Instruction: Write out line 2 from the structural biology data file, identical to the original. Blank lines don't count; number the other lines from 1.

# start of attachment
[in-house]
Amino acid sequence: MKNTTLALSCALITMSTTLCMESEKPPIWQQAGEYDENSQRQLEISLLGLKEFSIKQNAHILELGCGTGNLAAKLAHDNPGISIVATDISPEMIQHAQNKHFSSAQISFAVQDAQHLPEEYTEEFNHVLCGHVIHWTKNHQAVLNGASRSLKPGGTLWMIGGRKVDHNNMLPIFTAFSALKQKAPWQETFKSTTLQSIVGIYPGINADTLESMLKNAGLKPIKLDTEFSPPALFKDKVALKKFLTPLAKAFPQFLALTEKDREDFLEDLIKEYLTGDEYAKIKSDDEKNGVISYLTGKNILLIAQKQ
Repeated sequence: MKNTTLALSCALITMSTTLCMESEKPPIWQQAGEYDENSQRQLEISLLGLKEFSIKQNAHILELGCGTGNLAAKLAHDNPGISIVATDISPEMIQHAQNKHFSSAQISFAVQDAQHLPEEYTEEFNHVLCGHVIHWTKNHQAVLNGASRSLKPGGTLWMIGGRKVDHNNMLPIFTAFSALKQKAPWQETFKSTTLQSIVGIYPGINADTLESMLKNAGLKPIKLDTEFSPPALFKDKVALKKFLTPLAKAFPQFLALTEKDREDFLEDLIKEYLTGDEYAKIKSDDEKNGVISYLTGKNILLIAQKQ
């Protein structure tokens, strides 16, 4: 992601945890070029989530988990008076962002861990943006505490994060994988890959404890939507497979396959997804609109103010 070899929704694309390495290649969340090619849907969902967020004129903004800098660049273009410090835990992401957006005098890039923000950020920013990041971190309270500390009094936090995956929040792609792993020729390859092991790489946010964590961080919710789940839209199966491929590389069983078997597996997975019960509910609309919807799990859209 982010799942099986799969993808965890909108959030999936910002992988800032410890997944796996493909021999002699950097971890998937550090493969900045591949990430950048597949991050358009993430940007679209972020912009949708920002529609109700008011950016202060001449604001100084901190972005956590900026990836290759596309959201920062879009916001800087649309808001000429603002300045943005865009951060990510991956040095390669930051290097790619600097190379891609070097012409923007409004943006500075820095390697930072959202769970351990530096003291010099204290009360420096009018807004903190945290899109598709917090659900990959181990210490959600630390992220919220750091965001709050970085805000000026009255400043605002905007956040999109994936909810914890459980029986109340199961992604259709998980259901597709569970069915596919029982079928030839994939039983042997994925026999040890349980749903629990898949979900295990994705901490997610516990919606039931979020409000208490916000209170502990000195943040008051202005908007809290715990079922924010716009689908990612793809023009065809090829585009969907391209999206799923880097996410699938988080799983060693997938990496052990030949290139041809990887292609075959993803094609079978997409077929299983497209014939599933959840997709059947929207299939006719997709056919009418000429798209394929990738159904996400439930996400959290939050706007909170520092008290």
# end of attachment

Amino acid sequence: MKNTTLALSCALITMSTTLCMESEKPPIWQQAGEYDENSQRQLEISLLGLKEFSIKQNAHILELGCGTGNLAAKLAHDNPGISIVATDISPEMIQHAQNKHFSSAQISFAVQDAQHLPEEYTEEFNHVLCGHVIHWTKNHQAVLNGASRSLKPGGTLWMIGGRKVDHNNMLPIFTAFSALKQKAPWQETFKSTTLQSIVGIYPGINADTLESMLKNAGLKPIKLDTEFSPPALFKDKVALKKFLTPLAKAFPQFLALTEKDREDFLEDLIKEYLTGDEYAKIKSDDEKNGVISYLTGKNILLIAQKQ